September 18, 2021 – January 2, 2022
Highlights of the gift include a dramatically animated, tri-color glazed ceramic Lokapala, or worldly protector, one of the deities who rule the directions of space according to Hinduism and Vajrayana Buddhism. All of the donated works date from the Tang Dynasty (618 – 907 A.D.), which is regarded as one of the greatest periods of artistic creativity in China. In addition to the Lokapala, the gift also includes several ceramic Bactrian camels, some of which are decorated with bright clear glazes and brilliant colors including cobalt blue. The Silk Road between China and the Middle East passed through Bactria and their camels were used to ferry people and goods. Camels were often included as funerary sculpture to ensure that the deceased enjoyed the pleasures of life on earth in the hereafter. While the practice of tri-color glazing had already been developed in the Han Dynasty (206 B.C. – 220 A.D.), it came to its greatest fruition in the Tang period.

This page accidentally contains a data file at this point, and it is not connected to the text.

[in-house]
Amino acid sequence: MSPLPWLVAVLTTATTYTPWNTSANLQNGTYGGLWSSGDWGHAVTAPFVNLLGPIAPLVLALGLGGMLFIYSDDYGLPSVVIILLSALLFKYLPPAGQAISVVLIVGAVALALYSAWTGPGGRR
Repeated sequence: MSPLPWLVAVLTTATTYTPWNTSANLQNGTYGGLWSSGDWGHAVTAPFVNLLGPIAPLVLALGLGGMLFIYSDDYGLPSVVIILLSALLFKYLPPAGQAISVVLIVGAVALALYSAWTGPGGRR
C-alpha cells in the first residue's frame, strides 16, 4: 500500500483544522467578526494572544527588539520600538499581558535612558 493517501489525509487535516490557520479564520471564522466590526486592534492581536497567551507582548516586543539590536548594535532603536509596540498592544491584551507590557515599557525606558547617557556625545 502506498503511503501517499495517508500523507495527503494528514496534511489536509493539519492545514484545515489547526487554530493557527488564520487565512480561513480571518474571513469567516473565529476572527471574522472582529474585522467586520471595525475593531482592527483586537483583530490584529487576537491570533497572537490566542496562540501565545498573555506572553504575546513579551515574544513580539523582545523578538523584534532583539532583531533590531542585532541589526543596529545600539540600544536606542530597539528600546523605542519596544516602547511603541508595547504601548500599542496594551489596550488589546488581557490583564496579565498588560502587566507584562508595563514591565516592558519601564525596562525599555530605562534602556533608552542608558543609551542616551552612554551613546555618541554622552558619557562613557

The new donations will go on view on March 7 in the Museum together with two other outstanding, colorful Lokapalas that are part of the promised gifts from the Brooks Collection. Executive Director of the Bruce Museum, Peter Sutton, hailed the gift as “an exciting new chapter in the formation of a distinguished permanent collection that reflects all world cultures.” Fred Brooks added that he hoped his example would be an inspiration to others, “attracting donations that will distinguish the Bruce as a destination museum for the study of Chinese art.” And Sutton reminded all the residents of Greenwich to take special pride in this gift since the permanent collections of the Bruce Museum become the collective property of the citizens of the Town.